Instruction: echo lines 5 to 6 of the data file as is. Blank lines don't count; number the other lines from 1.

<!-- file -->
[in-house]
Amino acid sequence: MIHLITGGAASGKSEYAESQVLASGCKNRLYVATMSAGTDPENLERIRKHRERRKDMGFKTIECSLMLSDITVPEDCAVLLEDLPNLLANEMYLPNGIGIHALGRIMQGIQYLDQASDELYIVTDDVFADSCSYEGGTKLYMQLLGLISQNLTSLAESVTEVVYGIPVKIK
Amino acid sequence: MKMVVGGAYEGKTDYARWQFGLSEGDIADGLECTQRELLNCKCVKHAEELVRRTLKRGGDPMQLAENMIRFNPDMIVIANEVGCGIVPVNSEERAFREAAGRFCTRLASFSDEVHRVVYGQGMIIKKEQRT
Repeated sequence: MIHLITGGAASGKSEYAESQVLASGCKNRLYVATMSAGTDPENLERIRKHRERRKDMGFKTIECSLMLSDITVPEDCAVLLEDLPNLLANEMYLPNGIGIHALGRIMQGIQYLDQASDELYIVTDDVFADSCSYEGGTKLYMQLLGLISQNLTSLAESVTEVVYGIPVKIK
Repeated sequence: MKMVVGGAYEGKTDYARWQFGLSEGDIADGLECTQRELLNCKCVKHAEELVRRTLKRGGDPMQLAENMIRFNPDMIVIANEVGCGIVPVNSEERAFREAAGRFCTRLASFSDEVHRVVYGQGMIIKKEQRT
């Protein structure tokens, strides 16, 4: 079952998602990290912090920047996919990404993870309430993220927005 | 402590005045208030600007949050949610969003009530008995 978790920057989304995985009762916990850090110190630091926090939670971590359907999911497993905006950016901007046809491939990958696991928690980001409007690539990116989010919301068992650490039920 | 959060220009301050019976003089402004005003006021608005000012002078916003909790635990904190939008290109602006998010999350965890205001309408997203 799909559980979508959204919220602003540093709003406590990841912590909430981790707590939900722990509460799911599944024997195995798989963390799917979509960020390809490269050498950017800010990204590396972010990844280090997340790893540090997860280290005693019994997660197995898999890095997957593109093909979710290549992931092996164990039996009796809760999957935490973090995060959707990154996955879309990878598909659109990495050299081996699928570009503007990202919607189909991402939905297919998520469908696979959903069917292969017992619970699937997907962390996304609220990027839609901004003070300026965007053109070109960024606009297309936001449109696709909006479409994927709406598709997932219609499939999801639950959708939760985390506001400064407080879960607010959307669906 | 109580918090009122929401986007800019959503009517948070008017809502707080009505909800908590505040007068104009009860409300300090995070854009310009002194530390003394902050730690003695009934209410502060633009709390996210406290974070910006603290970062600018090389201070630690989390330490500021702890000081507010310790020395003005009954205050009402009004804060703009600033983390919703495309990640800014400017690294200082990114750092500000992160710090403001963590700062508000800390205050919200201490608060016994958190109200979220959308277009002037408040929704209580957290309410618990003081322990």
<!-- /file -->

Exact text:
Repeated sequence: MKMVVGGAYEGKTDYARWQFGLSEGDIADGLECTQRELLNCKCVKHAEELVRRTLKRGGDPMQLAENMIRFNPDMIVIANEVGCGIVPVNSEERAFREAAGRFCTRLASFSDEVHRVVYGQGMIIKKEQRT
């Protein structure tokens, strides 16, 4: 079952998602990290912090920047996919990404993870309430993220927005 | 402590005045208030600007949050949610969003009530008995 978790920057989304995985009762916990850090110190630091926090939670971590359907999911497993905006950016901007046809491939990958696991928690980001409007690539990116989010919301068992650490039920 | 959060220009301050019976003089402004005003006021608005000012002078916003909790635990904190939008290109602006998010999350965890205001309408997203 799909559980979508959204919220602003540093709003406590990841912590909430981790707590939900722990509460799911599944024997195995798989963390799917979509960020390809490269050498950017800010990204590396972010990844280090997340790893540090997860280290005693019994997660197995898999890095997957593109093909979710290549992931092996164990039996009796809760999957935490973090995060959707990154996955879309990878598909659109990495050299081996699928570009503007990202919607189909991402939905297919998520469908696979959903069917292969017992619970699937997907962390996304609220990027839609901004003070300026965007053109070109960024606009297309936001449109696709909006479409994927709406598709997932219609499939999801639950959708939760985390506001400064407080879960607010959307669906 | 109580918090009122929401986007800019959503009517948070008017809502707080009505909800908590505040007068104009009860409300300090995070854009310009002194530390003394902050730690003695009934209410502060633009709390996210406290974070910006603290970062600018090389201070630690989390330490500021702890000081507010310790020395003005009954205050009402009004804060703009600033983390919703495309990640800014400017690294200082990114750092500000992160710090403001963590700062508000800390205050919200201490608060016994958190109200979220959308277009002037408040929704209580957290309410618990003081322990």